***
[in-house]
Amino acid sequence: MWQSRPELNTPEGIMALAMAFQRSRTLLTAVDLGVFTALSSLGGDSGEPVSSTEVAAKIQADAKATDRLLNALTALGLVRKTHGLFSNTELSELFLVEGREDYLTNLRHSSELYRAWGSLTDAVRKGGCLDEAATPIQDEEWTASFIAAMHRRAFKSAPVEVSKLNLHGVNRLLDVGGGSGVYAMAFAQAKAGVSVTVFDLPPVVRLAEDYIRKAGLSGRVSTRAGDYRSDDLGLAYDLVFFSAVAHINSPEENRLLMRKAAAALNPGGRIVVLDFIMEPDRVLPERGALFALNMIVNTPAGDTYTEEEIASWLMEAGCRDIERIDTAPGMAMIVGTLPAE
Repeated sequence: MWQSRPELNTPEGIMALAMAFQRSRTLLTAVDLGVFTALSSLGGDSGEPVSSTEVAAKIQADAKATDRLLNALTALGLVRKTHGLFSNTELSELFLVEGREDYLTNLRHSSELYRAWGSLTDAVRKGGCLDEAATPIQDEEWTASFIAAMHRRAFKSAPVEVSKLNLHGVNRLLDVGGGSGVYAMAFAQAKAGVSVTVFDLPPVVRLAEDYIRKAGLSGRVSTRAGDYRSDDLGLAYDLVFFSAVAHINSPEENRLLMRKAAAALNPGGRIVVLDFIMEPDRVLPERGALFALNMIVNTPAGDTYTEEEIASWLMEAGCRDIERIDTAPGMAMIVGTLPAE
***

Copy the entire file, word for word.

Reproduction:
[in-house]
Amino acid sequence: MWQSRPELNTPEGIMALAMAFQRSRTLLTAVDLGVFTALSSLGGDSGEPVSSTEVAAKIQADAKATDRLLNALTALGLVRKTHGLFSNTELSELFLVEGREDYLTNLRHSSELYRAWGSLTDAVRKGGCLDEAATPIQDEEWTASFIAAMHRRAFKSAPVEVSKLNLHGVNRLLDVGGGSGVYAMAFAQAKAGVSVTVFDLPPVVRLAEDYIRKAGLSGRVSTRAGDYRSDDLGLAYDLVFFSAVAHINSPEENRLLMRKAAAALNPGGRIVVLDFIMEPDRVLPERGALFALNMIVNTPAGDTYTEEEIASWLMEAGCRDIERIDTAPGMAMIVGTLPAE
Repeated sequence: MWQSRPELNTPEGIMALAMAFQRSRTLLTAVDLGVFTALSSLGGDSGEPVSSTEVAAKIQADAKATDRLLNALTALGLVRKTHGLFSNTELSELFLVEGREDYLTNLRHSSELYRAWGSLTDAVRKGGCLDEAATPIQDEEWTASFIAAMHRRAFKSAPVEVSKLNLHGVNRLLDVGGGSGVYAMAFAQAKAGVSVTVFDLPPVVRLAEDYIRKAGLSGRVSTRAGDYRSDDLGLAYDLVFFSAVAHINSPEENRLLMRKAAAALNPGGRIVVLDFIMEPDRVLPERGALFALNMIVNTPAGDTYTEEEIASWLMEAGCRDIERIDTAPGMAMIVGTLPAE